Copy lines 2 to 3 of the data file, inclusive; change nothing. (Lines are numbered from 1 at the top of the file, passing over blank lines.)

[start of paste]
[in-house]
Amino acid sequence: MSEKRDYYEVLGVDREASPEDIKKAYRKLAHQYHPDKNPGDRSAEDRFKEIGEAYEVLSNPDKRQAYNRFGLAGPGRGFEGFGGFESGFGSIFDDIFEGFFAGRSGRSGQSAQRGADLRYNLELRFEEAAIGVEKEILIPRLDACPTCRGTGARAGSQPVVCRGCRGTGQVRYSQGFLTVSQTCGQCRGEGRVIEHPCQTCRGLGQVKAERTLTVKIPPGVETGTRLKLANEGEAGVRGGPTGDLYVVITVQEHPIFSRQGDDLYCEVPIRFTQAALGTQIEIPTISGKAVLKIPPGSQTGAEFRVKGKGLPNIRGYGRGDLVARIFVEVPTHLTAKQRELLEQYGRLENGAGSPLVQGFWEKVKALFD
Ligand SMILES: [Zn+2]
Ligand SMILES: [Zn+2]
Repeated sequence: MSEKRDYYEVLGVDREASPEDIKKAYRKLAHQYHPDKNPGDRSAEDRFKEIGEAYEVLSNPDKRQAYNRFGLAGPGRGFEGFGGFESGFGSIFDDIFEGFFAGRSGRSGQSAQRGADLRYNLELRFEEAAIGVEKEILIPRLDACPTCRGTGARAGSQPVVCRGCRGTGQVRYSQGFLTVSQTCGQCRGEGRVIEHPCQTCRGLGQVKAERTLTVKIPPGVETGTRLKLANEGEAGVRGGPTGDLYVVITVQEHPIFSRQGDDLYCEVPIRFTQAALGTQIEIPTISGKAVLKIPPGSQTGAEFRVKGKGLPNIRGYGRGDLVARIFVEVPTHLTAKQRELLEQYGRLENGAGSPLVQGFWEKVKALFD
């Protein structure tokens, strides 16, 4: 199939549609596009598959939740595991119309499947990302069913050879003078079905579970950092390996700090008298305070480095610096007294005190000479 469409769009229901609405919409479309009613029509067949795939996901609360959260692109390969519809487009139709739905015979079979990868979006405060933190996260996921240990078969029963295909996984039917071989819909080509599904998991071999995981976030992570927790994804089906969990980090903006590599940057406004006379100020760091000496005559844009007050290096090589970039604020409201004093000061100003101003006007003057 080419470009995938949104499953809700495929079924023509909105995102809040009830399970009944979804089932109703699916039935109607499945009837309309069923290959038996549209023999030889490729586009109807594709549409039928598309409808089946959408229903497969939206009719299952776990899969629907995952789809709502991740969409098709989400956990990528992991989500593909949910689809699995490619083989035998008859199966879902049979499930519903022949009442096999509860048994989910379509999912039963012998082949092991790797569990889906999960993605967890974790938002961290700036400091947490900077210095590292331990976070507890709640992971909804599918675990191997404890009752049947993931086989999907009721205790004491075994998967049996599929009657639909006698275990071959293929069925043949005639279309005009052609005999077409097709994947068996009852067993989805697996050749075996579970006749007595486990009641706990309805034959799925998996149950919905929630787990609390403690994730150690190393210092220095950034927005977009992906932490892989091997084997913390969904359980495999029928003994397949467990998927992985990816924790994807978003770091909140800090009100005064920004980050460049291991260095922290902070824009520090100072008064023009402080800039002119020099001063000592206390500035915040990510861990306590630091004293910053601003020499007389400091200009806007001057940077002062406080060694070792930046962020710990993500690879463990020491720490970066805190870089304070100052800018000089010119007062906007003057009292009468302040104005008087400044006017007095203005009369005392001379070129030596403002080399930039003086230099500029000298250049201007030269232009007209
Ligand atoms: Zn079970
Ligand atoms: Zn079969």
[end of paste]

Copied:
Amino acid sequence: MSEKRDYYEVLGVDREASPEDIKKAYRKLAHQYHPDKNPGDRSAEDRFKEIGEAYEVLSNPDKRQAYNRFGLAGPGRGFEGFGGFESGFGSIFDDIFEGFFAGRSGRSGQSAQRGADLRYNLELRFEEAAIGVEKEILIPRLDACPTCRGTGARAGSQPVVCRGCRGTGQVRYSQGFLTVSQTCGQCRGEGRVIEHPCQTCRGLGQVKAERTLTVKIPPGVETGTRLKLANEGEAGVRGGPTGDLYVVITVQEHPIFSRQGDDLYCEVPIRFTQAALGTQIEIPTISGKAVLKIPPGSQTGAEFRVKGKGLPNIRGYGRGDLVARIFVEVPTHLTAKQRELLEQYGRLENGAGSPLVQGFWEKVKALFD
Ligand SMILES: [Zn+2]